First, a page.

Anime-themed shoot-em-up Kamio Recoil features an intriguing premise: your character’s only means of propulsion is their weapon’s recoil.
Unfortunately, as innovative as this may initially sound, the game fails to ever successfully build upon it, resulting in an experience that can only be described as positively painful.
I freely admit that I’m not the world’s greatest authority on Japanese animation. But from my brief exposure to the medium I’ve ascertained that there are three incontrovertible anime truths. Firstly, all male characters between the ages of 15 and 25 are relentlessly and infuriatingly miserable. Secondly, the laws of physics are treated as mere suggestions rather than strict guidelines. Finally, the female characters’ eyes are so freakishly large that they risk expelling brain matter each time they blink.
While there are no male characters in Kamio Recoil, the latter two rules are very much in evidence. The storyline is wafer thin; something about a squadron of five anime girls saving the world from demon invaders. It seems likely the story was tacked on afterwards – though in all fairness, shoot-em-ups aren’t generally renowned for their complex plots. Less excusable is the way that the game squanders its intriguing central concept.
Kamio Recoil’s Steam Store page describes the game as “an exploration shooter, where every shot propels you through zero-gravity”. I’m unsure as to whether the game’s creator doesn’t know what zero-gravity means, or whether it’s a limitation of the game’s engine. But I can assure you that the game does not take place in a zero-gravity environment, rather a low-gravity one.
This might seem like a minor nitpick, but it fundamentally alters the way the game plays, much to its detriment. Instead of free-floating gracefully through each of the game’s 2D levels, your character begins plummeting downwards the moment you start. What could have been a blissful bullet-dodging aerial ballet turns ends up resembling an anime-themed version of Flappy Bird.
The game eschews the auto-scrolling mechanic seen in many other shooters and instead lets you progress at your own pace. You can roam freely in any direction; your ultimate objective being to reach the glowing exit portal, navigating the labyrithine levels. However, the controls are so clunky and the physics so ludicrous that even traversing enemy-free areas is a real rigmarole. You end up frantically firing just to fight the downward pull of the Kamio Recoil’s not-zero gravity. This in turn results in you ping-ponging around the level, making it near-impossible to reliably control your character.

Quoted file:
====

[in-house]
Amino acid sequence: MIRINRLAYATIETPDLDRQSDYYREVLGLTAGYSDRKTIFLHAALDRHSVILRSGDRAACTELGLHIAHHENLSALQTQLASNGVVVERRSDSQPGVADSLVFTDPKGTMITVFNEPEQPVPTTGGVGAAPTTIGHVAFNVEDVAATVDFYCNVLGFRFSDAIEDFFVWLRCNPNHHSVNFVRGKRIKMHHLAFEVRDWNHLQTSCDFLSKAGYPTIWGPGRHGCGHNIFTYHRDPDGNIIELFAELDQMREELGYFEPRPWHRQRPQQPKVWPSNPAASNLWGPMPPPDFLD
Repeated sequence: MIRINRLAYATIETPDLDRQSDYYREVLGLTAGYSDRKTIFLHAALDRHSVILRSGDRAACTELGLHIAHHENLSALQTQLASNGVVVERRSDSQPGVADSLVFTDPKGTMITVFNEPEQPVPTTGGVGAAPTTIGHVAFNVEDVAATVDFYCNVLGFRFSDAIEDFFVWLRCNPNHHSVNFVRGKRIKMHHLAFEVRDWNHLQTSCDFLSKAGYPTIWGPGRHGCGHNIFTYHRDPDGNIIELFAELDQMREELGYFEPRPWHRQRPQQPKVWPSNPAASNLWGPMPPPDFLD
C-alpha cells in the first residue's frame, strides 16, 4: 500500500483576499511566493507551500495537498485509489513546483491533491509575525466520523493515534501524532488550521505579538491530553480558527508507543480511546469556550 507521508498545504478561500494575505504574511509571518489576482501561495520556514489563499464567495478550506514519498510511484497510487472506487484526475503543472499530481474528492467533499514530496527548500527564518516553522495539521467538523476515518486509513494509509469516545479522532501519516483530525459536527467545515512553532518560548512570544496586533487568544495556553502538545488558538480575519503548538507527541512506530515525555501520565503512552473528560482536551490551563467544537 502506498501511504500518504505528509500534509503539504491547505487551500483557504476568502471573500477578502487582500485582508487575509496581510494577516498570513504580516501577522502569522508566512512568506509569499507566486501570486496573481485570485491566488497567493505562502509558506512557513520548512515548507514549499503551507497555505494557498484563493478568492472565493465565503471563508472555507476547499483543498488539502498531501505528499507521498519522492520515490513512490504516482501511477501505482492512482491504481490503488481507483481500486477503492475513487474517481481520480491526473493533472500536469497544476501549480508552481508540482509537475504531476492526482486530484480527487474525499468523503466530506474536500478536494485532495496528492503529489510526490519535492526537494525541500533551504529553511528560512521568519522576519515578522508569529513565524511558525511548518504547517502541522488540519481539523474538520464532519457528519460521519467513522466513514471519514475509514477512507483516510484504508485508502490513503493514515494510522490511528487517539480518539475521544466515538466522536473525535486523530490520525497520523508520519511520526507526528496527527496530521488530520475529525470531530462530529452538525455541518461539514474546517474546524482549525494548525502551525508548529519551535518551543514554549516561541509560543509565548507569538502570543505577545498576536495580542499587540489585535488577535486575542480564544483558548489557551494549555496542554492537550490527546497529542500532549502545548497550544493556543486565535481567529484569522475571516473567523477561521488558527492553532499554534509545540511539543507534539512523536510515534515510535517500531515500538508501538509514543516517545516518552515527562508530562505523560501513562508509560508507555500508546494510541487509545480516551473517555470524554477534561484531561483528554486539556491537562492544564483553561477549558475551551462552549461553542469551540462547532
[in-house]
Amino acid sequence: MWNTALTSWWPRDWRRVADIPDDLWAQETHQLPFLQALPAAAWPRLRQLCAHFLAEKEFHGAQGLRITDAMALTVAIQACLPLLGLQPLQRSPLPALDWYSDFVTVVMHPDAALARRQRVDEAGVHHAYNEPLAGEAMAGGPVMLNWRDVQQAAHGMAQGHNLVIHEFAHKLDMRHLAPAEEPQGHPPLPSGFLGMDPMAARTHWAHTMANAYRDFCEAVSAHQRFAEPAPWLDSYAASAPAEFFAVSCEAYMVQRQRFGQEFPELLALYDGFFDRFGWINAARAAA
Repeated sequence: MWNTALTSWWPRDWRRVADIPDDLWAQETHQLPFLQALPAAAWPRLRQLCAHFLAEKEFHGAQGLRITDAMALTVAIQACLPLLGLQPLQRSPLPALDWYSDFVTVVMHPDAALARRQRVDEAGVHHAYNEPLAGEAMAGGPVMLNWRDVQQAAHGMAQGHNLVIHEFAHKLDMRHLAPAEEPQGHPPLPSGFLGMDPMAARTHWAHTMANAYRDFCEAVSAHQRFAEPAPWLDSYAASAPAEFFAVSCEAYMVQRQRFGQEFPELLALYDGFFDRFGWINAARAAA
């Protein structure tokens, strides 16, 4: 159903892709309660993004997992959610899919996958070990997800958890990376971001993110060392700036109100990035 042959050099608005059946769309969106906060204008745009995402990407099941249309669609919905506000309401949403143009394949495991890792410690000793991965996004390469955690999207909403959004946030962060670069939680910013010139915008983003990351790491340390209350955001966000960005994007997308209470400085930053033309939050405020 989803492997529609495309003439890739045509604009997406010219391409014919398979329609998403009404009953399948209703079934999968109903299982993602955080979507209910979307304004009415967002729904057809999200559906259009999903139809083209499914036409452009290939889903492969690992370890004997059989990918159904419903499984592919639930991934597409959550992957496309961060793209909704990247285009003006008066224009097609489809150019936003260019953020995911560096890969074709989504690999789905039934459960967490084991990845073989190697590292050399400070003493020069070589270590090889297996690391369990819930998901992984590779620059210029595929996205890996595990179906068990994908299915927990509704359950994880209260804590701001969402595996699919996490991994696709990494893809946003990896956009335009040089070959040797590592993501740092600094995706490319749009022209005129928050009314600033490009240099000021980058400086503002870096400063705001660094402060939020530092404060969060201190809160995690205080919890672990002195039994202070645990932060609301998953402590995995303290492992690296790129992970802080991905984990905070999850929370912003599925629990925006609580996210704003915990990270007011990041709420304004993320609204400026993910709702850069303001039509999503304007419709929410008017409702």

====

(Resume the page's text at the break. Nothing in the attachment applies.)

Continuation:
Furthermore, you have a finite amount of ammunition with which to both engage enemies and propel yourself about each area. Run out of ammo and your character just ends up flailing around ineffectually on the floor, incapable of even walking or crawling. There are ammunition pickups which can prevent his happening but your ammunition meter also doubles as your health meter. So if an enemy hits you, you have a diminished chance of escaping.
The foes in this game aren’t particularly intelligent, and will sometimes crowd up against a wall, oblivious to the fact that they can’t reach you. Conversely, other enemies fire absurdly accurate projectiles, capable of hitting you from off-screen. Kamio Recoil is full of baffling ‘features’ such as these, although whether they’re conscious design decisions or oversights isn’t entirely clear. Coupled with the wonky physics, these additional factors make Kamio Recoil a largely joyless experience.
It’s true that the game does sport the stylings associated with other anime-inspired shooters, but the graphics are passable at best. Each of Kamio Recoil’s five worlds has a different graphical theme, though the differences are largely cosmetic. Less impressive are the game’s heroines who are also very poorly animated, with a total of about four frames of animation per character. Their lack of movement gave me the rather unsettling sensation that my character had expired and that I was launching a corpse around the levels.
Despite its many flaws, Kamio Recoil does offer glimpses into what might have been. Take the game’s water-themed area, which features a constantly shifting current. Since you’re no longer being pulled downwards, you can concentrate on propelling yourself around the level and engaging your enemies. For a few brief moments, I actually found myself enjoying the game. But then the next world came along, and it was business as usual.
Another interesting touch is that the game lets you switch between characters, each heroine sporting a different weapon. The intention was presumably to force you to think strategically, though this doesn’t come off in practice. It takes so much effort and concentration to stay aloft that you barely have time to consider which weapon or character to use.
Kamio Recoil has, at its core, a solid concept, yet the execution of this concept is deeply flawed. Its clunky mechanics, awkward controls, infuriating enemies serve to stifle any appeal it might have had. The end result is a game that, despite its brightly-coloured anime trappings, is a dismal affair.